Lows this morning ran 28-36 with areas of fog & frosty conditions.
It will be a warm week with temperatures climbing to the 70s & even some lower 80s.
Nights will be cool in the 40s & 50s.
Breezy with windy conditions at times, with very low dew points in the 30s to 40s, will result in elevated brush, grass & field fire risk. Tuesday through Friday will feature risk, but Wednesday & Thursday shows the highest risk at the moment.
The only clouds of any conswquence would be a brief band of cloudiness pass through late tonight to very early Tuesday morning as Alberta Clipper system tracks northeast of our area.
Meanwhile, trend continues to shift the Hurricane Delta track farther west from Florida.
Most data continues to keep it south & southeast of our area with just from high & mid clouds reaching our area from it on Saturday.
Warm to very warm, windy weather will dominate early next week with storm system in the West eventually bring some scattered showers & storms.
SLIGHT RISK parameters for severe weather show up from Minnesota to Oklahoma.
We will monitor to see if we can get enough low-level moisture & CAPE to produce any severe weather here. It looks as if the main dynamics for severe may track west & northwest of our area, as well. So, we will watch it, but at least right now, MARGINAL RISK would be the highest risk attainable for our area.
Further updates down the road will determine revisions to this forecast.
The warmth is impressive for now to October 18 with lots of 80s possible.
Behind this system, we may see a brief cool shot near October 18 or 19 with one night of frost. However, warmth should follow. It also looks quite dry with increasing brush, grassland & field fire risk.
Even the end of October (21-31) looks quite warm & dry for the area (think everything looks good on this CFSV2 temperature projection, except the Intermountain West & Great Basin from Utah & Nevada to Idaho, Washington & Oregon.....I think that area will see below normal temperatures).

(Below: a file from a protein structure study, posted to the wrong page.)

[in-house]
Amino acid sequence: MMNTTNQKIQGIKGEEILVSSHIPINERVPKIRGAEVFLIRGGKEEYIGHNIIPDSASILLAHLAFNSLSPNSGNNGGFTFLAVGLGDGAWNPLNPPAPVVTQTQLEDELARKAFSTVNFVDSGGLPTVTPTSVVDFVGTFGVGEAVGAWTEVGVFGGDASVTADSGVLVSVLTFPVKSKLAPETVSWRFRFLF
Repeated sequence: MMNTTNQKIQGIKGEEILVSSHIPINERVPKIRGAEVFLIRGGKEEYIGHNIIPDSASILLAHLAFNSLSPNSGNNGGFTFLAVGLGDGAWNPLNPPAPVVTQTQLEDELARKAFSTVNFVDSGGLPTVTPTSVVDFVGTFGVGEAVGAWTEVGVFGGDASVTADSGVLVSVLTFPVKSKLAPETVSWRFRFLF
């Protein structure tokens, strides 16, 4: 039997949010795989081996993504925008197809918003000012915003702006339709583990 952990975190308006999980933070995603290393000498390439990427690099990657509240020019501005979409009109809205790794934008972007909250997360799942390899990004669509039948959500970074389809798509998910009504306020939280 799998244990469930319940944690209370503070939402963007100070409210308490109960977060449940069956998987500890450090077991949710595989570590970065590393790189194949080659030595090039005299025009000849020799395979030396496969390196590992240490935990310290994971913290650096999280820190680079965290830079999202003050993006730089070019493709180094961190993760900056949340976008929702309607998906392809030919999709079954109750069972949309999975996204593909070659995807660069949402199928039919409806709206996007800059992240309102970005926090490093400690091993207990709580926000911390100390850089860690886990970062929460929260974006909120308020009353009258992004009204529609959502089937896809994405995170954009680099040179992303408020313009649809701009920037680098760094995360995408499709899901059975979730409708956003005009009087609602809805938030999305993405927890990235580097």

We may get a few to some scattered showers & storms into the area around October 30-31 time frame, it appears. Unless something changes, only around October 23-24 shows any promise for any even isolated rainfall until 30-31.
Trend is for above normal temperatures in the first 8 days of November, overall.
The Southeast looks cooler due to heavy rainfall possible from Florida to Georgia, courtesy of the tropics. We may very well have a tropical storm in that area.
There are signs of some severe weather risk Iowa to Texas around November 5-6 & some of that risk may sneak in around November 7 into our area with windy, warm conditions & temperatures in the 70s.
This seems to be the best opportunity for rainfall & severe weather up to November 11 right now as +110 mph upper jet streak is projected to scream through California, then round the bend over Missouri to Illinois & Indiana, leading to very strong wind fields & shear over the region. A tongue of 800-1500 ML CAPE ahead of the storm system is projected to move northward into Iowa to Texas, then Illinois, Indiana to Mississippi with +60 mph low-level jet from the Gulf of Mexico. Speed shear & front paralell to wind fields at all levels supports QLCS with mainly a wind threat. If the QLCS becomes only slightly more oriented east of north, then mesocirculations in the line for tornadoes would become more likely, since it will be a bit more perpendicular to the strong flow from the Gulf of Mexico.
It is a good set up for a cool-season severe weather episode with SLIGHT to ENHANCED parameters over a large area for that period first, again, Iowa to Texas, then Indiana to western Tennessee & northern Mississippi. Shear drops off considerably south & southeast of that area, decreasing any severe risk farther southeast & east from our region of the country.
November 4-15 is a highly-favorable time for cool-season severe weather, (climatologically-speaking) with analog analysis back 120 years in a La Nina, Phase 5 MJO, positive NAO & AO period.